David Marquand joins the discussion of the possible strategies for democratic reform post-expenses launched by Anthony Barnett in his recent post.
Arbitrary power is not the only enemy of democracy in twenty-first century Britain. Populism is another, and in some ways a more insidious one. In the last thirty years we have witnessed two populist leaders of genius. Each rode the waves of popular alienation from the ‘system', and switched them into authoritarian channels. With astonishing skill and brazen chutzpah Thatcher presented herself as the champion of ordinary, commonsensical middle England against arbitrary bureaucratic power on the one hand and arbitrary feather-bedding corporatism on the other. She contrived to be, at one and the same time, the head of the Government, and the hammer of the state; she ran against ‘Sir Humphrey' even while she was turning him into the pliable instrument of her will. She made Britain safe for the arbitrary power of corporate capitalism and high finance - all in the name of a resentful people, with whom she honestly identified and for whom she truly believed she spoke.
After the Major interregnum, the same thing happened under Blair, though in a softer and more guileful way. It's too soon to disentangle all the mysteries of the Blair psyche and statecraft. But I don't think there's much doubt that he too honestly saw himself as the champion of decent, ordinary, hard-working folk against unrepresentative and arrogant elites - or that his repeated electoral triumphs were the products of a symbiosis between popular attitudes and his own.
To grasp the true nature and potential of the current crisis it's essential to distinguish very carefully, both between republicanism and populism, and between republicanism and hedonistic individualism. The republican tradition is not an easy, cosy, or comfortable one; it is austere and demanding. Republican citizens govern themselves; and self-government is an arduous, testing business. Equally, republicanism is light years away from the resentful anti-elitism that ran through the Daily Telegraph's reporting of the expenses scandal, and much of the public reaction to it.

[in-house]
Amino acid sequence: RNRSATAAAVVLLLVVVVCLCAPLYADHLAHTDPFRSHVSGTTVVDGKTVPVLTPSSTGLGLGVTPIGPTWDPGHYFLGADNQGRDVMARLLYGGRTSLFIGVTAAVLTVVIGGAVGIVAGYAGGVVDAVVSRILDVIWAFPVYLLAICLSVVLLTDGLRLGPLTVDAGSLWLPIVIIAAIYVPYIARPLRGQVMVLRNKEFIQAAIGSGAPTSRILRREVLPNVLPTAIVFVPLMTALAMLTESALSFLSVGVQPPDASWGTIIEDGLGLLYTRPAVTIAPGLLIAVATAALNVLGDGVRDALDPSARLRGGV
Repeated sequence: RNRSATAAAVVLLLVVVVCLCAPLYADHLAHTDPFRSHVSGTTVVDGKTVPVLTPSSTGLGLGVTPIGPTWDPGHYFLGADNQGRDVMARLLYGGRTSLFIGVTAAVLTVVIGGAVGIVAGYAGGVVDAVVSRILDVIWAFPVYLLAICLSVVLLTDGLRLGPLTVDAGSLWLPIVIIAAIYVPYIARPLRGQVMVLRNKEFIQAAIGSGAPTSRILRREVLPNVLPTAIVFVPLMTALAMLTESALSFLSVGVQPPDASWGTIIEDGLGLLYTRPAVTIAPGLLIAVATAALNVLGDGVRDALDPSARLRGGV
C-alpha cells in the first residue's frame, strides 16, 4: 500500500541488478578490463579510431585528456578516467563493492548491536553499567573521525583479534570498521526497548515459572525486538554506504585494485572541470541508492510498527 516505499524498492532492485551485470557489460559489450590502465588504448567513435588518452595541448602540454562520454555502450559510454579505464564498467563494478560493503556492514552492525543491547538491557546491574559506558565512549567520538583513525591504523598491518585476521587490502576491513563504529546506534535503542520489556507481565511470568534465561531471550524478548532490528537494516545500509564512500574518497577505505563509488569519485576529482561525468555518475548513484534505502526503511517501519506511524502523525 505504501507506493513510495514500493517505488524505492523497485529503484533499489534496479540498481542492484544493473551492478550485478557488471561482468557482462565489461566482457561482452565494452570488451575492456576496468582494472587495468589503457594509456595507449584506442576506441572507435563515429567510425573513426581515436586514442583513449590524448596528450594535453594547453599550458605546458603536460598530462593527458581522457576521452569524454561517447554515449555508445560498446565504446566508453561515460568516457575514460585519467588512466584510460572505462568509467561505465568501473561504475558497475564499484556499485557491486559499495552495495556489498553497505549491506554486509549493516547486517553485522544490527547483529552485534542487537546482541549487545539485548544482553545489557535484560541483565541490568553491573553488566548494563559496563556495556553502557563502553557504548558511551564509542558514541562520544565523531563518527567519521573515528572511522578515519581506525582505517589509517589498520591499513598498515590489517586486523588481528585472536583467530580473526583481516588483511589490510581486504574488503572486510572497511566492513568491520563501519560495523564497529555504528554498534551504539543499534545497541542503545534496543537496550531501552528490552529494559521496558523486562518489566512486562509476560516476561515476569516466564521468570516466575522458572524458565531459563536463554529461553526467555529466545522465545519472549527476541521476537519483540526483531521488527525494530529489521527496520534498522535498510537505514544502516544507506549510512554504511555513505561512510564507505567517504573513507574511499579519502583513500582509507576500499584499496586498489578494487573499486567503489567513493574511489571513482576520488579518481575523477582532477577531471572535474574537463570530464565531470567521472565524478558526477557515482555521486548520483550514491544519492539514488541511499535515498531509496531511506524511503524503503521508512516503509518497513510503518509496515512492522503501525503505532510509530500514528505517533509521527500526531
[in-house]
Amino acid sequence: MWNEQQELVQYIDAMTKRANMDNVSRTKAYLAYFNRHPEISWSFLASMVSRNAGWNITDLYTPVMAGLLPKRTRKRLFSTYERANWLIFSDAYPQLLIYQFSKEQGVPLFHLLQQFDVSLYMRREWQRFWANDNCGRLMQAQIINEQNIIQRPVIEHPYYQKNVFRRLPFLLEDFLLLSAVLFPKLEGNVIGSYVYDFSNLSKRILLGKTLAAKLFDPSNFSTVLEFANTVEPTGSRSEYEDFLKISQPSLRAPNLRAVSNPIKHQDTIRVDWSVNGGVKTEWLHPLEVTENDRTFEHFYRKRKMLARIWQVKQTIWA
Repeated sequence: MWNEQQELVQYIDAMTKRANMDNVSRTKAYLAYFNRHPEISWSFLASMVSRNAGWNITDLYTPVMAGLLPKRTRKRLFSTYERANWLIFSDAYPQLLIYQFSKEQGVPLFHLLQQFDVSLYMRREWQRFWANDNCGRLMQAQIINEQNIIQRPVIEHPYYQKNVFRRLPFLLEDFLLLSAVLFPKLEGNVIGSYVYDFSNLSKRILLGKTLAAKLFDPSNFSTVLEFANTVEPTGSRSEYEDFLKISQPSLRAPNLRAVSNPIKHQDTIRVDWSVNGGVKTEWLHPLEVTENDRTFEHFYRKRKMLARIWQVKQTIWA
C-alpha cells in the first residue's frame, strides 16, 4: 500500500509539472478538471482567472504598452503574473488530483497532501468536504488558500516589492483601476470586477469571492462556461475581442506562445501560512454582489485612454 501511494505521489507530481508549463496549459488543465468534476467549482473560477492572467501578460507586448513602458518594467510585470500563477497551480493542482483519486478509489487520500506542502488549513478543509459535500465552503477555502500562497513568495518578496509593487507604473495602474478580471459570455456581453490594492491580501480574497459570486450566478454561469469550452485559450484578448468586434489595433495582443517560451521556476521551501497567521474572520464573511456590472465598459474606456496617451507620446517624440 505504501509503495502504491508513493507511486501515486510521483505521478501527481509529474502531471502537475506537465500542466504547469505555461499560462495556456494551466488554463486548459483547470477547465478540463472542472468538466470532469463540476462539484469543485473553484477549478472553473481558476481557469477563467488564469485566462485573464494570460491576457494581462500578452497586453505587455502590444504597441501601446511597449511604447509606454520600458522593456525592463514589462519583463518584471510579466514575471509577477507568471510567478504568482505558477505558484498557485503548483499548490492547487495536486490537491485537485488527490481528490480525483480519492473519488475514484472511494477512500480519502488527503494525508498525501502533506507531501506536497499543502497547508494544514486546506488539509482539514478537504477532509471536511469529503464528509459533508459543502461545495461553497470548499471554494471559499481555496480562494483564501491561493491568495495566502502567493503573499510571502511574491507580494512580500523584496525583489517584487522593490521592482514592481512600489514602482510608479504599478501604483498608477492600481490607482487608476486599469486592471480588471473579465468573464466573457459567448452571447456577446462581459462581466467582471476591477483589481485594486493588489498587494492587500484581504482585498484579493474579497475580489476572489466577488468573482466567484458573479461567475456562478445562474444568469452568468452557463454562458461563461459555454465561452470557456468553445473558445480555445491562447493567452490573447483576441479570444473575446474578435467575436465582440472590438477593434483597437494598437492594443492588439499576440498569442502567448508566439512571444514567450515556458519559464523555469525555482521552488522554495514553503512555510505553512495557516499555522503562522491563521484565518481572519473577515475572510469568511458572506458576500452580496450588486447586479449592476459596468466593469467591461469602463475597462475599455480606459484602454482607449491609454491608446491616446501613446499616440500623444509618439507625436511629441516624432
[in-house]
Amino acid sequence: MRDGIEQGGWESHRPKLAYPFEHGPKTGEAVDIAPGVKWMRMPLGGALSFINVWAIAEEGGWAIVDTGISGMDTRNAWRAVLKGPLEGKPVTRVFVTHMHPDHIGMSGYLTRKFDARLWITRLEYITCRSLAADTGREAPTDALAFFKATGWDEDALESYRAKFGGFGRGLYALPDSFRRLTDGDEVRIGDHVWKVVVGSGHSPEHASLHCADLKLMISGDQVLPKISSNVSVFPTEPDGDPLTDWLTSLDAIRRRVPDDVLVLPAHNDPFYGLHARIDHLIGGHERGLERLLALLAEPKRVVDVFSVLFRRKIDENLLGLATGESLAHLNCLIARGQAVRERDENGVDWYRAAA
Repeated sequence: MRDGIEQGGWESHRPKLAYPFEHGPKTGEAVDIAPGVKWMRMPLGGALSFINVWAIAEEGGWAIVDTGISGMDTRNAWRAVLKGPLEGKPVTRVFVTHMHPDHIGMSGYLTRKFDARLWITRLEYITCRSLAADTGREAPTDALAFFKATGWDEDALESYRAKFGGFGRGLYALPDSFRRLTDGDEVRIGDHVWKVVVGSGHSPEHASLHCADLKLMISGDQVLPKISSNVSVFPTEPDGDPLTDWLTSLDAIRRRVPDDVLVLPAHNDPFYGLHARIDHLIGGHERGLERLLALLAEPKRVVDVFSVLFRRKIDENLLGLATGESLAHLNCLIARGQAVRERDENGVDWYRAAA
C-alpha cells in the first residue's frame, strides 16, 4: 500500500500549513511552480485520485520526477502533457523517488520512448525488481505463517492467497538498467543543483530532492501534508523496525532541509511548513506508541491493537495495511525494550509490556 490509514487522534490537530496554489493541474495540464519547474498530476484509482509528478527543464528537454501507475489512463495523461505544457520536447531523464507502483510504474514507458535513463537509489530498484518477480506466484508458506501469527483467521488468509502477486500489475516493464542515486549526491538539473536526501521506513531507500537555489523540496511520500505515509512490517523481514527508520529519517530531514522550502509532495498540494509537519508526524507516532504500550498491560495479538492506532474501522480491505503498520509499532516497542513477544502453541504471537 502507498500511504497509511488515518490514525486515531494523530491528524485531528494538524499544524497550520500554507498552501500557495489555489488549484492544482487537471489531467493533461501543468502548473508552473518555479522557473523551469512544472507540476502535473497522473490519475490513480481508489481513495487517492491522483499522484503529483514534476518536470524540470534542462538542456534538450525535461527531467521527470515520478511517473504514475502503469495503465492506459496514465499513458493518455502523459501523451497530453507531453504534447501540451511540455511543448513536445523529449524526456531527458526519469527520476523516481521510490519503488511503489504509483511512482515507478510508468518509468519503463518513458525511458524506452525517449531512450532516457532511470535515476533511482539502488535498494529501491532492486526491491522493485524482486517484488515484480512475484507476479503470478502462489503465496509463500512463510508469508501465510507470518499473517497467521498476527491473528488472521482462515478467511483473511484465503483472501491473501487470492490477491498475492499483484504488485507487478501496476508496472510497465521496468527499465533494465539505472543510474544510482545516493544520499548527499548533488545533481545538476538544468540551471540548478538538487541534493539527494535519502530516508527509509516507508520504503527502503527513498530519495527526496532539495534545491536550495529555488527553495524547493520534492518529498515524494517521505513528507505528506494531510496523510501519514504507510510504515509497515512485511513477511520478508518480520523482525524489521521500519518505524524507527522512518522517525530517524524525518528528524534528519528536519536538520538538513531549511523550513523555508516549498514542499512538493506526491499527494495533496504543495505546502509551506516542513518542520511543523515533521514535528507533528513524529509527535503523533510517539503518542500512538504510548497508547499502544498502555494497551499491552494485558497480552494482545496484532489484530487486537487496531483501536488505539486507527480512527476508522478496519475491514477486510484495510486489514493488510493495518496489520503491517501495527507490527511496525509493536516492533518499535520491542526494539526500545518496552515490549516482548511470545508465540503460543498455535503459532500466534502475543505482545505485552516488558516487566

Stuart White is right that the republican tradition is hostile to arbitrary power, but that's only part of the story. The heart and soul of the republican tradition, I believe, lies in its blazing contempt for servility, and its stubborn insistence on autonomy, individuality and self-respect. Republicans don't think ‘the people' are always right; they know, only too well, that the ‘people' can - and often do - betray their own better selves. That note comes through again and again in Milton, in the civil war Levellers, in Paine, in Mill, in Orwell and in Tawney. The Question Time audience that howled down Chris Huhne when he tried to explain why he had listed the cost of a trouser press among his expense claims were not embryonic republican citizens. They were a mob of would-be vigilantes, filled with resentful rage - easy prey for a passing saviour on a white horse.
And exactly such a saviour is on parade. Cameron's vague talk of ‘power to the people' is pure populism. I don't accuse him of insincerity. I'm sure he is totally sincere. He honestly believes he stands for middle England, and it's pretty clear that most of that electoral El Dorado share his belief. But exactly the same was true of Thatcher and of Blair. Charismatic, authoritarian populists have to be sincere, at least in part of their minds. Their charisma is inextricably bound up with their sincerity. Cameron is often called a second Blair. The truth is that he is another Blatcher. If he rides into Downing Street on a white charger, promising people power in place of elite power, we shall be in for another instalment of populist authoritarianism. And if we renascent democratic republicans spend all our time stoking the fires of popular anger, without warning of the danger of a reversion to Blatcherite populism, and arming ourselves against it emotionally and intellectually, we shall play into Cameron's hands.
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